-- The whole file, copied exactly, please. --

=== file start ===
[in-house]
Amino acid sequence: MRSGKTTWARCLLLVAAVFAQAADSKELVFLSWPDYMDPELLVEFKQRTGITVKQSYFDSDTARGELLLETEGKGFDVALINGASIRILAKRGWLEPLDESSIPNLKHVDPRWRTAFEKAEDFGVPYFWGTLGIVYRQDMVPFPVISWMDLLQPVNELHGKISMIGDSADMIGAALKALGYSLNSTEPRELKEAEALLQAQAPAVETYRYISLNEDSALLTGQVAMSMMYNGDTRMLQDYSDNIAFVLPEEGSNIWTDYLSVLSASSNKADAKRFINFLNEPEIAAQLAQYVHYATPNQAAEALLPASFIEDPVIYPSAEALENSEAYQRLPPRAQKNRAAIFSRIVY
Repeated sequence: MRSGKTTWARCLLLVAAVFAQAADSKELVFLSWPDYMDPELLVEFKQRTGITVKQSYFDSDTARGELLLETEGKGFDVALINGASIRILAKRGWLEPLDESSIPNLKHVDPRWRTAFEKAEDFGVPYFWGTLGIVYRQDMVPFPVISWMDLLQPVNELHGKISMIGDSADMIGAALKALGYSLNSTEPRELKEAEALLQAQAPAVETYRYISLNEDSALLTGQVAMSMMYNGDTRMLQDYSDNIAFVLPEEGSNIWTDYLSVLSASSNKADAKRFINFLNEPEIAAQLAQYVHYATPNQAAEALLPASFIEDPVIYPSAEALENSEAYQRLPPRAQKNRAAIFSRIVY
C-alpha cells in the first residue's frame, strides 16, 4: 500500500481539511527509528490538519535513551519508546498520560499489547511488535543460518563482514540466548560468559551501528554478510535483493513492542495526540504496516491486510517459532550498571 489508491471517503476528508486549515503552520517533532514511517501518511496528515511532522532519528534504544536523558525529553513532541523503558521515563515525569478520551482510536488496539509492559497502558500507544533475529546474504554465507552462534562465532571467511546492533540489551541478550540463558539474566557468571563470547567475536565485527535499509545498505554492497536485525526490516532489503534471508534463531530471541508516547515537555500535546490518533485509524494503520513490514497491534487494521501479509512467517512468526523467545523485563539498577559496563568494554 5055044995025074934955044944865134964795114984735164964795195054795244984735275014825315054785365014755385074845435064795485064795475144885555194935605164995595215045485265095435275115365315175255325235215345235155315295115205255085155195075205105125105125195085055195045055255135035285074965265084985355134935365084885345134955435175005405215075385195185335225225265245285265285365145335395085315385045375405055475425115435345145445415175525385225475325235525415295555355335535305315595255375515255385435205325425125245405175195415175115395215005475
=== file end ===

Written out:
[in-house]
Amino acid sequence: MRSGKTTWARCLLLVAAVFAQAADSKELVFLSWPDYMDPELLVEFKQRTGITVKQSYFDSDTARGELLLETEGKGFDVALINGASIRILAKRGWLEPLDESSIPNLKHVDPRWRTAFEKAEDFGVPYFWGTLGIVYRQDMVPFPVISWMDLLQPVNELHGKISMIGDSADMIGAALKALGYSLNSTEPRELKEAEALLQAQAPAVETYRYISLNEDSALLTGQVAMSMMYNGDTRMLQDYSDNIAFVLPEEGSNIWTDYLSVLSASSNKADAKRFINFLNEPEIAAQLAQYVHYATPNQAAEALLPASFIEDPVIYPSAEALENSEAYQRLPPRAQKNRAAIFSRIVY
Repeated sequence: MRSGKTTWARCLLLVAAVFAQAADSKELVFLSWPDYMDPELLVEFKQRTGITVKQSYFDSDTARGELLLETEGKGFDVALINGASIRILAKRGWLEPLDESSIPNLKHVDPRWRTAFEKAEDFGVPYFWGTLGIVYRQDMVPFPVISWMDLLQPVNELHGKISMIGDSADMIGAALKALGYSLNSTEPRELKEAEALLQAQAPAVETYRYISLNEDSALLTGQVAMSMMYNGDTRMLQDYSDNIAFVLPEEGSNIWTDYLSVLSASSNKADAKRFINFLNEPEIAAQLAQYVHYATPNQAAEALLPASFIEDPVIYPSAEALENSEAYQRLPPRAQKNRAAIFSRIVY
C-alpha cells in the first residue's frame, strides 16, 4: 500500500481539511527509528490538519535513551519508546498520560499489547511488535543460518563482514540466548560468559551501528554478510535483493513492542495526540504496516491486510517459532550498571 489508491471517503476528508486549515503552520517533532514511517501518511496528515511532522532519528534504544536523558525529553513532541523503558521515563515525569478520551482510536488496539509492559497502558500507544533475529546474504554465507552462534562465532571467511546492533540489551541478550540463558539474566557468571563470547567475536565485527535499509545498505554492497536485525526490516532489503534471508534463531530471541508516547515537555500535546490518533485509524494503520513490514497491534487494521501479509512467517512468526523467545523485563539498577559496563568494554 5055044995025074934955044944865134964795114984735164964795195054795244984735275014825315054785365014755385074845435064795485064795475144885555194935605164995595215045485265095435275115365315175255325235215345235155315295115205255085155195075205105125105125195085055195045055255135035285074965265084985355134935365084885345134955435175005405215075385195185335225225265245285265285365145335395085315385045375405055475425115435345145445415175525385225475325235525415295555355335535305315595255375515255385435205325425125245405175195415175115395215005475